Engaging these questions will require us to continue to examine the writings of the Hebrew Bible and the material culture of the southern Levant with the same rigor and erudition that is the hallmark of the discipline’s best works. But these questions will also necessitate a more earnest confrontation with the many theoretical discussions that have long focused on these epistemological concerns. We will have to wrestle, in other words, with what Aristotle intends by his insistence that all memory “is of the past” (Aristotle, “Of Memory and Recollection,” 449 b 15). We will need to consider P. Ricoeur’s monumental writings devoted to the “enduring competition” between memory and history’s epistemological claims (Ricoeur 2004: 498- 99).
Some will no doubt argue that this is the work of philosophers and theorists and not the task of historians, archaeologists, and biblical scholars. But if our research on memory is to retain its vitality and open up new vistas into how we understand the history of the southern Levant and the writings of the Hebrew Bible, then more engagement with the difficult questions of epistemology and hermeneutics will be required. The danger of not doing so is that in the years ahead our work will become “somewhat predictable” and open to the charge of having been “governed by the fashion of the day.”
Aristotle. 1957. On the Soul: Parva Naturalia. On Breath. Trans. W. Hett. Cambridge: Harvard University Press.
Assmann, J. 1997. Moses the Egyptian: The Memory of Egypt in Western Monotheism. Cambridge: Harvard University Press.
Confino, A. 1997. “Collective Memory and Cultural History: Problems of Method.” American Historical Review 102.5:1386-1403.
Kansteiner, W. 2002. "Finding Meaning in Memory: A Methodological Critique of Collective Memory Studies." History and Theory 41:179-197.
Klein, K. 2000. “On the Emergence of Memory in Historical Discourse.” Representations 69: 127-150.
Ricoeur, P. 2004. Memory, History, Forgetting. Trans. K. Blamey and D. Pellauer. Chicago: University of Chicago Press.
Winter, J. 2001. “The Memory Boom in Contemporary Historical Studies.” Raritan 21.1: 52-66.
I really appreciate the theoretical and historical nuance of your article. For that reason alone, I assume it will be denounced as a Zionist conspiracy by Lemche and Thompson.
#1 - Robert M. Jennings - 04/03/2015 - 02:29
My impression has been that Professor Lemche has much more sympathy with the French philosophical tradition than I (formerly teaching philosophy with boring Anglo attitudes) can usually manage.
Memory is the force specifically constituting an individual person, as is explained by Locke's exemplary and never superseded essay on the subject - and while it is not infallible it does have a certain authority, which memorials, commemorations etc., should not be supposed to share. Much current thinking seems to be eliding memory and memorial.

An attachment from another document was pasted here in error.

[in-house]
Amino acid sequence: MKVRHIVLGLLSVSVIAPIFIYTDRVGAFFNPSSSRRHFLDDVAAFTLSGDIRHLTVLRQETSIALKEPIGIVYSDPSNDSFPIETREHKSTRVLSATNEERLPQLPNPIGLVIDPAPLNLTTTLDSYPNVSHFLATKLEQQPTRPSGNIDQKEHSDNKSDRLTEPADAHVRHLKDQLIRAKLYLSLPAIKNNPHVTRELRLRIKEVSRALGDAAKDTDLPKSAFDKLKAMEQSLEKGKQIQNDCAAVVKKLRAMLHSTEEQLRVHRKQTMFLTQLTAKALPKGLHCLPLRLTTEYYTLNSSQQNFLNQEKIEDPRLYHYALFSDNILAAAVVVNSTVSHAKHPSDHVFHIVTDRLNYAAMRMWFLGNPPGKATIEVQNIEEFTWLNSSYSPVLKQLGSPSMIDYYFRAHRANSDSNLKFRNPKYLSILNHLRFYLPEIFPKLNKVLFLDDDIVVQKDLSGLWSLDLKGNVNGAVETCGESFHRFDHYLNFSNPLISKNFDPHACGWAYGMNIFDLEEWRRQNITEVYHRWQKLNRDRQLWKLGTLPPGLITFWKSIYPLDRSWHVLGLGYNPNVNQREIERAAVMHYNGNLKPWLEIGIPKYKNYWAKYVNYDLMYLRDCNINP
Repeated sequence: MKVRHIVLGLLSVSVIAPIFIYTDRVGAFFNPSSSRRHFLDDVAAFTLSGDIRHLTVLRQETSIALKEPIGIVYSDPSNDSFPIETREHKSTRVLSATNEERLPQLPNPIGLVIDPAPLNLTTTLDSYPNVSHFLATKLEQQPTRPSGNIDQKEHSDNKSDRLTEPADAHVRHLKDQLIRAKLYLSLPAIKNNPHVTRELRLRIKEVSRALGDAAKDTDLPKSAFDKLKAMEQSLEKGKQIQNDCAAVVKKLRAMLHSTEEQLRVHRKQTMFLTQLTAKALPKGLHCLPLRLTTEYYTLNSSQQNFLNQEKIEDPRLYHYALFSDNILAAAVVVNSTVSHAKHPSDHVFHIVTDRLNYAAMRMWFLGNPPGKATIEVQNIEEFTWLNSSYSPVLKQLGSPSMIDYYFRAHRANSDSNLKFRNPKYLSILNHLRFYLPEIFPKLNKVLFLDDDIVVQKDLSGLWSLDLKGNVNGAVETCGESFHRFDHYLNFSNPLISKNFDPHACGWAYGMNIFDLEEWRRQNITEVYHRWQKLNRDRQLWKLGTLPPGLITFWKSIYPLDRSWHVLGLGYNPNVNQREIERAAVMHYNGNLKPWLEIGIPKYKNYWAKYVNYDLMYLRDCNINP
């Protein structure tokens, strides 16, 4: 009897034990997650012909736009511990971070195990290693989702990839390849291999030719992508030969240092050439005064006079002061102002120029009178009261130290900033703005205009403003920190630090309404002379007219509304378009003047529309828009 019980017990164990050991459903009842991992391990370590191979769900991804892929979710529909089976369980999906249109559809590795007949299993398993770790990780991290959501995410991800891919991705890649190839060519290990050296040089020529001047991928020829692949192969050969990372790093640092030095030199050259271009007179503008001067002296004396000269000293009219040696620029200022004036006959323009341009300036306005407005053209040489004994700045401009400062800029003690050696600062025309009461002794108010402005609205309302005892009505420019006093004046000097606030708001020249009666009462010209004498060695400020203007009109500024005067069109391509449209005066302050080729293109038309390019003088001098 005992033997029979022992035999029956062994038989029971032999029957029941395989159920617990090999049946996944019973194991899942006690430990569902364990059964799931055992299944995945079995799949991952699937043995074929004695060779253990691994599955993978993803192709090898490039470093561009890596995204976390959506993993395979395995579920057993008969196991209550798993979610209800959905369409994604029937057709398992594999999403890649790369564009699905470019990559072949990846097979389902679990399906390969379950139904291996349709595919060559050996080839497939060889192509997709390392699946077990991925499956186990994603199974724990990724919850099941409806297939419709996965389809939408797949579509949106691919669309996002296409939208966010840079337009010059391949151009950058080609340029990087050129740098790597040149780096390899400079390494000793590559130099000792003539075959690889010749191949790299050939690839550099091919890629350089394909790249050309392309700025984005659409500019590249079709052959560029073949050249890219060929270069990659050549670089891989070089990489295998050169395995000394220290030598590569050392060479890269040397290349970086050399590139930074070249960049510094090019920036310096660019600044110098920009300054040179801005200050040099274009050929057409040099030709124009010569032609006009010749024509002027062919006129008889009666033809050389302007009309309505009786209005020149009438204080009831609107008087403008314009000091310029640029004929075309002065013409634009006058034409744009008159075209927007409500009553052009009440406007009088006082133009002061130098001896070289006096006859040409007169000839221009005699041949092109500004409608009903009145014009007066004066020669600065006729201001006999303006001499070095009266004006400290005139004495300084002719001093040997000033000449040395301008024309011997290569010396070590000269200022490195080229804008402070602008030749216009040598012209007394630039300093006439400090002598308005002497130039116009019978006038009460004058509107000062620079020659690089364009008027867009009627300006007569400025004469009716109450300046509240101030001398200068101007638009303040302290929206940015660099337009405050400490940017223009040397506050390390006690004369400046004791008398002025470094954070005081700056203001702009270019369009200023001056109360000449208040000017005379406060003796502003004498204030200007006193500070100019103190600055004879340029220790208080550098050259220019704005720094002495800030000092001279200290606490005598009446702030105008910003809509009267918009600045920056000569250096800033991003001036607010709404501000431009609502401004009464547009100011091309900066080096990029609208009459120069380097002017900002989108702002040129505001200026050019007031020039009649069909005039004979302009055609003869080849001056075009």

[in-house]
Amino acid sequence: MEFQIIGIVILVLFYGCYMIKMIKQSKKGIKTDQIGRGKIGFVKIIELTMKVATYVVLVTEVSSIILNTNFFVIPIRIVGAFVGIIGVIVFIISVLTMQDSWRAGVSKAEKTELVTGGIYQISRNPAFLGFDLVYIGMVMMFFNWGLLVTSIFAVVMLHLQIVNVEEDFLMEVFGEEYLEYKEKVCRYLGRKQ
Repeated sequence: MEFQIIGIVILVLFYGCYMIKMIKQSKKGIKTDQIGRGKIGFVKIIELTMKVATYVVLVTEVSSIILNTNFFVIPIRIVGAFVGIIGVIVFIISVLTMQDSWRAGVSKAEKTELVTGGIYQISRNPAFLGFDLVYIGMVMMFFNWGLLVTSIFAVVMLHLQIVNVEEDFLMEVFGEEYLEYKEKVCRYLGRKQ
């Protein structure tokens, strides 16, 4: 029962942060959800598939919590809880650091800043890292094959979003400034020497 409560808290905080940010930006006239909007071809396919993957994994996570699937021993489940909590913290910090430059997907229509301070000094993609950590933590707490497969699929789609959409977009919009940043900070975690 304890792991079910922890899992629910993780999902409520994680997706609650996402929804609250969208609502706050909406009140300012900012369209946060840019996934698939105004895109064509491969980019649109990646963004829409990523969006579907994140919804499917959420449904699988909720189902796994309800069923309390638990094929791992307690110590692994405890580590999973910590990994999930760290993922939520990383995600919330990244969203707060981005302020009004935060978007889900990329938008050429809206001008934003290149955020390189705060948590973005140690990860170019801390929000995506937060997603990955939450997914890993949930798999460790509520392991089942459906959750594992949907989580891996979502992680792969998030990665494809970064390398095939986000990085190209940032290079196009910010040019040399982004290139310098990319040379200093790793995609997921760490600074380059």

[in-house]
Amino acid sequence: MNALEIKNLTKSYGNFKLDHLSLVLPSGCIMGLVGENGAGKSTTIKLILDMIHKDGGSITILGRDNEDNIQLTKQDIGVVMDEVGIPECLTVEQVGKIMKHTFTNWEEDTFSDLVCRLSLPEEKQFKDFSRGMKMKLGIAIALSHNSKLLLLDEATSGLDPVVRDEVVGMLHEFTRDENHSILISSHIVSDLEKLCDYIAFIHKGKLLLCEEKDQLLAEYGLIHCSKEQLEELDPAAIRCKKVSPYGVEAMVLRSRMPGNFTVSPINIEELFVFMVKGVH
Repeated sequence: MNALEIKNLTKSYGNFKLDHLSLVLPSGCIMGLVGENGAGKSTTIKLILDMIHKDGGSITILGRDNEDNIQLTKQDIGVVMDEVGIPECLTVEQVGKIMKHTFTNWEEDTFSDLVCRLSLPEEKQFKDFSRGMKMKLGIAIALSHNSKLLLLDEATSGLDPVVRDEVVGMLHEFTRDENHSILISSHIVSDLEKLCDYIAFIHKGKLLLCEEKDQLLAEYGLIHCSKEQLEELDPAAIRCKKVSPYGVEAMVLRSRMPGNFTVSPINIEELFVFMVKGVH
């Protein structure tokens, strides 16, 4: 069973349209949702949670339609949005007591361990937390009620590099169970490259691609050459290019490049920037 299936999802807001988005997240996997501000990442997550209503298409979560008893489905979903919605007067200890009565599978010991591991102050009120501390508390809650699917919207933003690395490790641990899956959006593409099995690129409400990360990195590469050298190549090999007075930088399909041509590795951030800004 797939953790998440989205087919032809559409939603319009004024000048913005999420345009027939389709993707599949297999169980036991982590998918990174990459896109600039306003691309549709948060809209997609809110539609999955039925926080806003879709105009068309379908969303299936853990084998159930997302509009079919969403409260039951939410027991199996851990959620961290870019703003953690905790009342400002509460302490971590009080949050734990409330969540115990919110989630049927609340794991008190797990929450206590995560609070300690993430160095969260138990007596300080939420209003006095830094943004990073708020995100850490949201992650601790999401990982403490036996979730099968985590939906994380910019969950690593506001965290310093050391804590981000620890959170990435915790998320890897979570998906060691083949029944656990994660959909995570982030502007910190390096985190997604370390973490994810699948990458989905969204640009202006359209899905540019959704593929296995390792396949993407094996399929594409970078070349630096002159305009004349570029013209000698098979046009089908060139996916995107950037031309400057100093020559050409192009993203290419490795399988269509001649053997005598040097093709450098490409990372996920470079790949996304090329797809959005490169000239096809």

We feel the authority of memory when we say of something that'we cannot forget' it: ie memory lies beyond control of will and is therefore connected with experience, present and past, and therefore (in a limited way) with truth.
Memorials and commemorations by contrast are acts of will, telling us 'Never forget!' They may be benign but they are very much open to collective and political forces whose insistence on versions of the past deserve, just because their motivation lies so firmly in the present and rests on values as well as on facts, a scepticism that memory does not.
Thus there are no collective memories. Memories can be shared only in the sense of being compared. I cannot share your memory as you experience it any more than I can feel your pain, which whatever Bill Clinton thinks I can't.
Memories stretch only a short way into the past. There are no memories now of Queen Victoria, let alone of Moses. What we have in the Bible is not memories of Moses but records which are maybe based on traditions which are maybe based on memories which are maybe based on the real experiences of Moses and contemporaries. The more the records or traditions are based on politically organised commemorations of a later time the more we should question whether they have any basis in real experience.
We should question this but not rule it out. A tradition may tell us about the real situation of those who preserve it but also about the real situation of those it describes. We just have to be careful in weighing which forces seem to us to have been at work.
I'm sure historical questions are very difficult but I don't think that the philosophical questions surrounding them are as difficult or 'vexing' as you think.
#2 - Martin Hughes - 04/03/2015 - 11:57
Mr. Jennings - I believe you comment to be a bit unkind and somewhat misinformed. If you see what Lemche wrote on this site some time ago (bibleinterp.arizona.edu/articles/lem368005), you would see that his thoughts would certainly coalesce with what Mr. Pioske theorizes here. I am not defending Lemche - he can certainly defend himself eloquently.
#3 - Timothy Bagley - 04/03/2015 - 16:15
Robert, if you would also see the contributions to B&I shown below by Lemche, Philip Davies as well as Keith Whitelam’s excellent article “Imagining Jerusalem” in Jerusalem in Ancient History and Tradition, edited by Thomas L. Thompson (A&C Black, 2004): 272-89, you would see that with a little homework and study that these scholars are aware of and support the work of Maurice Halbwach and the concepts of collective memory and also the current scholarship on this aspect of historical study.